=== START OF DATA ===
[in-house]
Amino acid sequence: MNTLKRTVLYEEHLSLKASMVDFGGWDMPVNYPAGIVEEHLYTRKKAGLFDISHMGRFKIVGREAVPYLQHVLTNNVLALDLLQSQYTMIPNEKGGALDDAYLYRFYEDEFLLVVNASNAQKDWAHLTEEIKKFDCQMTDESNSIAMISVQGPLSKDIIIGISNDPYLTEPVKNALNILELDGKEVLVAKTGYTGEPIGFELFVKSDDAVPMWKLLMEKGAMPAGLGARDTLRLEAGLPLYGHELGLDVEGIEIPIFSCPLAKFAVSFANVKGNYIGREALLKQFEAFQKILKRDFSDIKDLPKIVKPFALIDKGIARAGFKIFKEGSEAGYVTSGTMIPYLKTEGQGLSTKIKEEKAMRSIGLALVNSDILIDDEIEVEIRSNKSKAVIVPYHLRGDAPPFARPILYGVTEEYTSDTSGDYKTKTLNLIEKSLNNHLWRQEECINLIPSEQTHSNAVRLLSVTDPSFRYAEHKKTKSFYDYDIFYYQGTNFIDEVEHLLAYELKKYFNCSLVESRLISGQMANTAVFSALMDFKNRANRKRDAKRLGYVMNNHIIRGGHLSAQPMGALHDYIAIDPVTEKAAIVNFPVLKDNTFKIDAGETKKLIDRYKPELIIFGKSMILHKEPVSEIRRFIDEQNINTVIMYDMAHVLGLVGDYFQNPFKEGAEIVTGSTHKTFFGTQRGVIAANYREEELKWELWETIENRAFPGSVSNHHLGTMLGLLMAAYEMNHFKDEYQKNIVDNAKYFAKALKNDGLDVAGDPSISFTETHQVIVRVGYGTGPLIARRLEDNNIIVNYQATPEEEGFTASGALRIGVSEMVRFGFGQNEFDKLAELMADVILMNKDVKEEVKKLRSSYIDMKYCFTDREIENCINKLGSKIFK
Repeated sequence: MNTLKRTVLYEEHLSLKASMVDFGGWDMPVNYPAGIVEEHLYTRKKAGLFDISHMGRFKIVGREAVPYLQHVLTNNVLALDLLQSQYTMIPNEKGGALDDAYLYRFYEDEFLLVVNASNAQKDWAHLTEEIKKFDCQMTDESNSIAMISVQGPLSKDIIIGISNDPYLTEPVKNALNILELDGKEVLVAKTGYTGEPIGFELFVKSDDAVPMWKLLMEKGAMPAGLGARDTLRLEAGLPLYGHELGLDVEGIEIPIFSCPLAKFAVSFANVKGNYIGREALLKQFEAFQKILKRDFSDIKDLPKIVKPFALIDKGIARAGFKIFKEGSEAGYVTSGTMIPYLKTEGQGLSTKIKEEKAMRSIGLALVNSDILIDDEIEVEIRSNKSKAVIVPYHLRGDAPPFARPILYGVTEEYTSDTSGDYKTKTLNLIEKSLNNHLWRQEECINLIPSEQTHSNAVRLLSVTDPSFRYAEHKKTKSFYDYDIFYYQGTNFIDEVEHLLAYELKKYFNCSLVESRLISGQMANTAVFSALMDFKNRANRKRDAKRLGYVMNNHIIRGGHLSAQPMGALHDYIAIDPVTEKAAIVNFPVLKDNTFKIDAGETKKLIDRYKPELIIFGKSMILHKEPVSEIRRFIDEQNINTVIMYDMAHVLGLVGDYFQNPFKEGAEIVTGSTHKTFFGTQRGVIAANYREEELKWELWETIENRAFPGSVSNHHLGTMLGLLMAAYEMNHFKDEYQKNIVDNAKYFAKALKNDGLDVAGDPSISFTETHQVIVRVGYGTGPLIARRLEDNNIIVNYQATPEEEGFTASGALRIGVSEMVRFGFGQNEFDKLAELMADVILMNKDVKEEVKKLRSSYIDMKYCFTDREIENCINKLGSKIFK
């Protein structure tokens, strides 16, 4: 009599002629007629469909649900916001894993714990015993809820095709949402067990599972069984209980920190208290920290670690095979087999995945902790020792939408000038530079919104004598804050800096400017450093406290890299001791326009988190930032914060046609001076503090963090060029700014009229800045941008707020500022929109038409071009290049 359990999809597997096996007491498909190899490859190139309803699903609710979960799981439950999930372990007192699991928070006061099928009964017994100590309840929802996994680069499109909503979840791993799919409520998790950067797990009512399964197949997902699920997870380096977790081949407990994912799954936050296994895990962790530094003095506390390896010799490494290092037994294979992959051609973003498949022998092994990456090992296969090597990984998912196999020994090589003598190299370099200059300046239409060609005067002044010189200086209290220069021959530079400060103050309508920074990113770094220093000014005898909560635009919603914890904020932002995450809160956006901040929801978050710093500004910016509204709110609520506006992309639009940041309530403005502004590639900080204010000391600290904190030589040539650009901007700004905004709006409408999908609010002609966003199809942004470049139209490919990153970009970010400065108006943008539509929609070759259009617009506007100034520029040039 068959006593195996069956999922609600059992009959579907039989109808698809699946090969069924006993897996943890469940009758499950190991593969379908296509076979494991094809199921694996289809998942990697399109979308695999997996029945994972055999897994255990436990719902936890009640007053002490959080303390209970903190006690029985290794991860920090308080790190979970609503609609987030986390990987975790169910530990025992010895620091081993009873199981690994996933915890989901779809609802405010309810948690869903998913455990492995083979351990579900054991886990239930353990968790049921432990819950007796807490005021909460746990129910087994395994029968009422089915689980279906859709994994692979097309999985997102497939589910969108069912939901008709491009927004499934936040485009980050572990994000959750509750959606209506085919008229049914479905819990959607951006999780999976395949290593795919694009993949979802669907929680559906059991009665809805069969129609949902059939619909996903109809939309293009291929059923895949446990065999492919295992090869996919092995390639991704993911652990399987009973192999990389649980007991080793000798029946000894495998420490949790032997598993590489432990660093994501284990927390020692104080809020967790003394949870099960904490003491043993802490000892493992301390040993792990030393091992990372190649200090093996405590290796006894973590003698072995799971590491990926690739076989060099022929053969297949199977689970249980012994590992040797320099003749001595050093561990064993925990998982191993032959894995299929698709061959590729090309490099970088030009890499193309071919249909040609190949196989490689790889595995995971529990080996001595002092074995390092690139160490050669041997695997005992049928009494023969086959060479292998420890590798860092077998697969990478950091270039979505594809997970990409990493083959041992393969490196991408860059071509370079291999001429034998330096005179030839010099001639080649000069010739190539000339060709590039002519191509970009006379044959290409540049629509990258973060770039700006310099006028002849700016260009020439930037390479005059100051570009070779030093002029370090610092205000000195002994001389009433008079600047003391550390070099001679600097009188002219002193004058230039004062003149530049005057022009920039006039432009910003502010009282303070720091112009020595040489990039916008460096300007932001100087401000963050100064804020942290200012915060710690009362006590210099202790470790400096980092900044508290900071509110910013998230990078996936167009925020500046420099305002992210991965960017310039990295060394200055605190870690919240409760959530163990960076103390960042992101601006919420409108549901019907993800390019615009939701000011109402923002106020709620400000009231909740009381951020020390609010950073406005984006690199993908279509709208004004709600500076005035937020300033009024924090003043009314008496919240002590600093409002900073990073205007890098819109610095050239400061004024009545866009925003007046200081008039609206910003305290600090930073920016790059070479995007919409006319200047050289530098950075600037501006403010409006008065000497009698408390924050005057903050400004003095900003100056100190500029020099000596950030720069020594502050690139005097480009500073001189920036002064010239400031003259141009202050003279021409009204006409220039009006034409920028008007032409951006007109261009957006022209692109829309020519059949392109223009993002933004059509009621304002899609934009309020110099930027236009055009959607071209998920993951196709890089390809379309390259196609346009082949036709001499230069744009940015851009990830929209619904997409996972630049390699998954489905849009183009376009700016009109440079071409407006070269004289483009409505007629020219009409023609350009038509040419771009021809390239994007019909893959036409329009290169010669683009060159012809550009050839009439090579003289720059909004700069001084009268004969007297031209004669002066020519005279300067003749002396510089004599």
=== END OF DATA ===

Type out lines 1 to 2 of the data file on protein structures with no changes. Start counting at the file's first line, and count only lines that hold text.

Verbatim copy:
[in-house]
Amino acid sequence: MNTLKRTVLYEEHLSLKASMVDFGGWDMPVNYPAGIVEEHLYTRKKAGLFDISHMGRFKIVGREAVPYLQHVLTNNVLALDLLQSQYTMIPNEKGGALDDAYLYRFYEDEFLLVVNASNAQKDWAHLTEEIKKFDCQMTDESNSIAMISVQGPLSKDIIIGISNDPYLTEPVKNALNILELDGKEVLVAKTGYTGEPIGFELFVKSDDAVPMWKLLMEKGAMPAGLGARDTLRLEAGLPLYGHELGLDVEGIEIPIFSCPLAKFAVSFANVKGNYIGREALLKQFEAFQKILKRDFSDIKDLPKIVKPFALIDKGIARAGFKIFKEGSEAGYVTSGTMIPYLKTEGQGLSTKIKEEKAMRSIGLALVNSDILIDDEIEVEIRSNKSKAVIVPYHLRGDAPPFARPILYGVTEEYTSDTSGDYKTKTLNLIEKSLNNHLWRQEECINLIPSEQTHSNAVRLLSVTDPSFRYAEHKKTKSFYDYDIFYYQGTNFIDEVEHLLAYELKKYFNCSLVESRLISGQMANTAVFSALMDFKNRANRKRDAKRLGYVMNNHIIRGGHLSAQPMGALHDYIAIDPVTEKAAIVNFPVLKDNTFKIDAGETKKLIDRYKPELIIFGKSMILHKEPVSEIRRFIDEQNINTVIMYDMAHVLGLVGDYFQNPFKEGAEIVTGSTHKTFFGTQRGVIAANYREEELKWELWETIENRAFPGSVSNHHLGTMLGLLMAAYEMNHFKDEYQKNIVDNAKYFAKALKNDGLDVAGDPSISFTETHQVIVRVGYGTGPLIARRLEDNNIIVNYQATPEEEGFTASGALRIGVSEMVRFGFGQNEFDKLAELMADVILMNKDVKEEVKKLRSSYIDMKYCFTDREIENCINKLGSKIFK